Edited by:Veronika Wieser, Vincent Eltschinger and Johann Heiss
De Gruyter Oldenbourg
Thebelief in the Last Things has an integral place in Christianity, Islam, and Buddhism. In the West as in the East, the last 2000 years have seen many different ways of proclaiming that the end is nigh and that the world was teetering on the brink of disaster or on the edge of a new epoch. Bringing together central eschatological topics such as death, the afterlife, the end of time, musings about the transience of the world or an empire, the two volumes aim to explain how eschatological thought influenced and factored into the political and religious perception and self-definition of medieval communities. Studying Muslim apocalyptic literature, Brahmanical, Buddhist and Christian eschatological beliefs in a comparative way will shed light on the dynamic relations between processes of social identification and apocalyptic interpretations. The volumes offer overarching perspectives on the different types of eschatology in different religions as well as studies focusing on single sources, individuals or specific local contexts, and analyze ‘Cultures of Eschatology’ that were formed in between universal, polytheistic, individual and collective conceptions of religion and history with regard to literary traditions, manuscript transmission, social and cultural practices, rituals, images, bodies and empires.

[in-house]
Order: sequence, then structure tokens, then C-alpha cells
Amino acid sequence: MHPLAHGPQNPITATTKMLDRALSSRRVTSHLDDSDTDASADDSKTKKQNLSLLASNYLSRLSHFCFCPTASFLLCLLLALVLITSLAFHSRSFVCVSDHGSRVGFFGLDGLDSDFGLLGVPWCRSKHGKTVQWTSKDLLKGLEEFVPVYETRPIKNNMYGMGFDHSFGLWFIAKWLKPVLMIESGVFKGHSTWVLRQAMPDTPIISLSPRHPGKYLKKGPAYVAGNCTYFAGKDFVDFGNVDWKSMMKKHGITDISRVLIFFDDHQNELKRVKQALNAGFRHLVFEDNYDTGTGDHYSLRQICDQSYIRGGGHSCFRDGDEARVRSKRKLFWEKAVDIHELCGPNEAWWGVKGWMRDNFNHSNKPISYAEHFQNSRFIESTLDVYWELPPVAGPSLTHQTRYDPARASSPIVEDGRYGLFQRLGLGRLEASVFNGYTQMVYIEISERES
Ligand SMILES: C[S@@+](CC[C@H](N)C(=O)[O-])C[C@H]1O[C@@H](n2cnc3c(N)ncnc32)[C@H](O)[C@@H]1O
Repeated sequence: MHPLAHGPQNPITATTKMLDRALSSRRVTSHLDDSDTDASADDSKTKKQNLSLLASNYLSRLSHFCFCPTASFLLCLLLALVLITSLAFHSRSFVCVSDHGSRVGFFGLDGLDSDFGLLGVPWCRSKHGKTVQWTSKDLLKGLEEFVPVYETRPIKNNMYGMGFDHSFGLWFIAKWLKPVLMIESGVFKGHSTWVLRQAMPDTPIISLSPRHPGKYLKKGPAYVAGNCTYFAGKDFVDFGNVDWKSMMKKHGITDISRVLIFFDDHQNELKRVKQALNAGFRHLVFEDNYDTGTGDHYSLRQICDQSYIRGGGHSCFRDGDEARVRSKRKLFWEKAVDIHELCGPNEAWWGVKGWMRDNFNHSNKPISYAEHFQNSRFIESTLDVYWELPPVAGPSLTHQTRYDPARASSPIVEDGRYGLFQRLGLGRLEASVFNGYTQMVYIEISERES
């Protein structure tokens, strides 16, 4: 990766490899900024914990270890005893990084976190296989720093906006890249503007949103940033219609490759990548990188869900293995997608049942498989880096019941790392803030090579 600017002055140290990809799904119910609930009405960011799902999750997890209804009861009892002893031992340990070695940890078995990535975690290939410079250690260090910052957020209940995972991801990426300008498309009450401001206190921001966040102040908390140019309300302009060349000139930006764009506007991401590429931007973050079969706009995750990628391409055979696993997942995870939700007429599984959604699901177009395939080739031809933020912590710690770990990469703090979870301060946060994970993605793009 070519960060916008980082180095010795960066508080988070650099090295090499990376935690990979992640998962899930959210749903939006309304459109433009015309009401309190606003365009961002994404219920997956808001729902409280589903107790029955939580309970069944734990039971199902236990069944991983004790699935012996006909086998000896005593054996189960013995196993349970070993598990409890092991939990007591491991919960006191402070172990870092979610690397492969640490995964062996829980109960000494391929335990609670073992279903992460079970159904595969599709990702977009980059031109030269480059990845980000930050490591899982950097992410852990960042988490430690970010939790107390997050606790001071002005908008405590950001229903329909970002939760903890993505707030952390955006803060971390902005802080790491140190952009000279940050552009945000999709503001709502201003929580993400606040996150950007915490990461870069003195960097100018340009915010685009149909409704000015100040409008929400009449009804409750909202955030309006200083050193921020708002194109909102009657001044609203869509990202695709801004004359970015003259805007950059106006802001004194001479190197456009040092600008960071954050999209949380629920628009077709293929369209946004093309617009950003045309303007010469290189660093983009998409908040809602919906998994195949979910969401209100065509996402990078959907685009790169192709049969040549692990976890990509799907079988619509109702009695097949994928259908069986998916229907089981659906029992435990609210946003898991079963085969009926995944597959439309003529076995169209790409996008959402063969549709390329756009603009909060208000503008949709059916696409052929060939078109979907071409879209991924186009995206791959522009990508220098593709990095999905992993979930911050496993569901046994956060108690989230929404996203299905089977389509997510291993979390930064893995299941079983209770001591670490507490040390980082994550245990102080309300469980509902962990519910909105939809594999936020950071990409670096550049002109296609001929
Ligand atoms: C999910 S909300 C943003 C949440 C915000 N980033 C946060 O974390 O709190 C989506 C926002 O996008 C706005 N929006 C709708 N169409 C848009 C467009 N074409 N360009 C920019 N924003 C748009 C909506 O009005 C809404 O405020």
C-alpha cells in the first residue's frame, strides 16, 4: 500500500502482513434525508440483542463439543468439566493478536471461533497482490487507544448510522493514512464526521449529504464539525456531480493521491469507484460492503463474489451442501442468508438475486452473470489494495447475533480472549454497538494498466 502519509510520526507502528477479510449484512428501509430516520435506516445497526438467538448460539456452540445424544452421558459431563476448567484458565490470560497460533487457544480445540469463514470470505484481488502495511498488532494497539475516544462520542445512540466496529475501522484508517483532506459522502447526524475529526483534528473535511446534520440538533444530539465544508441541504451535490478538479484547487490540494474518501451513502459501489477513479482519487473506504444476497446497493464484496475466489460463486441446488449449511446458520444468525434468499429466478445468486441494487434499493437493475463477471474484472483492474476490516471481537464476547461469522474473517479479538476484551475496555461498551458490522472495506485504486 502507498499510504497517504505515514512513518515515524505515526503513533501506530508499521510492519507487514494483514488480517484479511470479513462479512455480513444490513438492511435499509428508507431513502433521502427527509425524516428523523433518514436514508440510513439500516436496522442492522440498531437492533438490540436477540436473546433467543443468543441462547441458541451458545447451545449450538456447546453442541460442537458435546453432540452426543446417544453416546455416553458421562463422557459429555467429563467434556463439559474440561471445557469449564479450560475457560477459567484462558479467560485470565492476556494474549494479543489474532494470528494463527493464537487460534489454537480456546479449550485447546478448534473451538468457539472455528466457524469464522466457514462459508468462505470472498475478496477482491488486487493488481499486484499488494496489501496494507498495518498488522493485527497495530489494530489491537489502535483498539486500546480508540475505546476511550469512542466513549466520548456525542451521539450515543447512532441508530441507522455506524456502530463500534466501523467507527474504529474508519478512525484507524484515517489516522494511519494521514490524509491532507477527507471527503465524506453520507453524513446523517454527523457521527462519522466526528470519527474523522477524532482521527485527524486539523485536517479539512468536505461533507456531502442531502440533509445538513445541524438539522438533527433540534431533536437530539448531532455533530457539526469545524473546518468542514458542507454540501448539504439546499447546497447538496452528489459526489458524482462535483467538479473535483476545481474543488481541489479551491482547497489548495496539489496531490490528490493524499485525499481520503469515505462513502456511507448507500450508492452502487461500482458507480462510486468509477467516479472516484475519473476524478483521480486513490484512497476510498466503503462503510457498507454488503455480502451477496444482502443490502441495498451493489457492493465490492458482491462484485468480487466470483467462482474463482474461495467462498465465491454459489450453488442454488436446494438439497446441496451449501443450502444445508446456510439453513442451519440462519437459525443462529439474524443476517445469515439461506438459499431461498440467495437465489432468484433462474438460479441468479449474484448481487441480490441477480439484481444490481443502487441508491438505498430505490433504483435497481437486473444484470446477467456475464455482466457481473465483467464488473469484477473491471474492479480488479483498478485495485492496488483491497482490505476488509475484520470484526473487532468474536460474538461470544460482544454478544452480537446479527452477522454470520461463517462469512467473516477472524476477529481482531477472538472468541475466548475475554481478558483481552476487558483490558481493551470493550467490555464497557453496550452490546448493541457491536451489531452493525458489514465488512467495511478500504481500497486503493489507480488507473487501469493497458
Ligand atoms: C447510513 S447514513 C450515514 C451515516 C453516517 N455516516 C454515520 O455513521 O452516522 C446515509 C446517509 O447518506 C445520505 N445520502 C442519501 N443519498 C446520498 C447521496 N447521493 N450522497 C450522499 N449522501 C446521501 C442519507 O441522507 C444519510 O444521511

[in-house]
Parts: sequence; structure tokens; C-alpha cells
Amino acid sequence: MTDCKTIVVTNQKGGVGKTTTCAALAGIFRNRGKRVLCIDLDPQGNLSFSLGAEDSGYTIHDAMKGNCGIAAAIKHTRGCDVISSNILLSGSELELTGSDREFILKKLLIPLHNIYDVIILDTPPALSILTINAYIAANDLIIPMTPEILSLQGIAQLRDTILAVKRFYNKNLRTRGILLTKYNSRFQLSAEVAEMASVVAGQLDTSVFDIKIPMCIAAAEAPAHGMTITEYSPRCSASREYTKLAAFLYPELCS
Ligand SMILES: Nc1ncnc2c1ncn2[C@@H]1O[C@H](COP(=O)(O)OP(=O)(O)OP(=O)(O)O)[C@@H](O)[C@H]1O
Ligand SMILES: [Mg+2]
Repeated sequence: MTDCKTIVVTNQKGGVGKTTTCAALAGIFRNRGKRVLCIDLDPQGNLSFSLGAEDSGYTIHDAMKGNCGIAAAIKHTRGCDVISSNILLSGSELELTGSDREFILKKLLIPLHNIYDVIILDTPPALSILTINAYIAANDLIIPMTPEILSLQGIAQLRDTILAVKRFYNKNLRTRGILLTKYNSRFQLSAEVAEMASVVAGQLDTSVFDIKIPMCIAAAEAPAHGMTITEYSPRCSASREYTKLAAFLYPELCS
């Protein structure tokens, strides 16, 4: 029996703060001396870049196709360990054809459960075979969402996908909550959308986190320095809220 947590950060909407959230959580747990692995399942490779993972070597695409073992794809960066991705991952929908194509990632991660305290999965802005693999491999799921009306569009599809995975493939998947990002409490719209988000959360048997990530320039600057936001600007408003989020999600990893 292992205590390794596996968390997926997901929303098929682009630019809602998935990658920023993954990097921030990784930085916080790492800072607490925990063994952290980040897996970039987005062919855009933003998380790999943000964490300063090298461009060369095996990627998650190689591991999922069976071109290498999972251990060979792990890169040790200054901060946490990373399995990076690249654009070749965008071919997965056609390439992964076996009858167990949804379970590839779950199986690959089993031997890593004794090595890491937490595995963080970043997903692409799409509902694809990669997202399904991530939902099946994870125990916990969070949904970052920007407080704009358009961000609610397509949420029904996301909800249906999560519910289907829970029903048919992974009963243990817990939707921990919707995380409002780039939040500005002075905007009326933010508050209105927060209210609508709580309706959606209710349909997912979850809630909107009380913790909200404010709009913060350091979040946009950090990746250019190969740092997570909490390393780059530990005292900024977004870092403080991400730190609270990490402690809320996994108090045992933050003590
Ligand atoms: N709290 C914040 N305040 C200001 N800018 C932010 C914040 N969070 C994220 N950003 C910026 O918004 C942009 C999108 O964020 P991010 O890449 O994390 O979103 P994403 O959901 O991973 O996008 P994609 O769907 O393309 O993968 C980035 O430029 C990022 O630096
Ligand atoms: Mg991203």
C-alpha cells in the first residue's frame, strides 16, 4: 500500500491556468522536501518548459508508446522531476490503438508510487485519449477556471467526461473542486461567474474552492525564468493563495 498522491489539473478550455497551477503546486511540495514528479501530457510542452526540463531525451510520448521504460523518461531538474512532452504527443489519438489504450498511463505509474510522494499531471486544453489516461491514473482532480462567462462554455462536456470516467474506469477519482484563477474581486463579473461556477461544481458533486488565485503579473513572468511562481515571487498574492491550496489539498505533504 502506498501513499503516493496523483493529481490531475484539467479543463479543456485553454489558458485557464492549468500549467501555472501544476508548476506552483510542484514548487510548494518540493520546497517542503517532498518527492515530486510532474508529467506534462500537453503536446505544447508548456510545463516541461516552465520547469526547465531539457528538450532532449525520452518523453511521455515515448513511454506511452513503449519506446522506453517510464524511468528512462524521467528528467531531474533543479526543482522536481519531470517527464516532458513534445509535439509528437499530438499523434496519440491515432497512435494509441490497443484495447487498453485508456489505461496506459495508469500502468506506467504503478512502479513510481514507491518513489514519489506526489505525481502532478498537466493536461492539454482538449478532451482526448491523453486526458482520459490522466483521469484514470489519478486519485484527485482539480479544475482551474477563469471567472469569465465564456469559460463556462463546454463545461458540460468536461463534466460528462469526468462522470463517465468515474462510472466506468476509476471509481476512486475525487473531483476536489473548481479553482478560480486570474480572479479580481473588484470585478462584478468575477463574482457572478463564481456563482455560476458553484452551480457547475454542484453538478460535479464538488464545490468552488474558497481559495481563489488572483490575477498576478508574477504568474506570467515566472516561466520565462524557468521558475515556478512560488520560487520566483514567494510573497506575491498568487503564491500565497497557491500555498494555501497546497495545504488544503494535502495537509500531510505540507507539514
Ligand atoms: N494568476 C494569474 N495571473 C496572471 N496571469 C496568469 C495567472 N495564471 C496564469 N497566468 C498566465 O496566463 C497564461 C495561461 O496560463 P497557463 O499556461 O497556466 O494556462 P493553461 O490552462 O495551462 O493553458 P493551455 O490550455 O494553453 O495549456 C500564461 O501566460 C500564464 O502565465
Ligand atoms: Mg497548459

Veronika Wieser and Johann Heiss, Austrian Academy of Sciences, Vienna; Vincent Eltschinger, École Praticque des Hautes Études, Paris.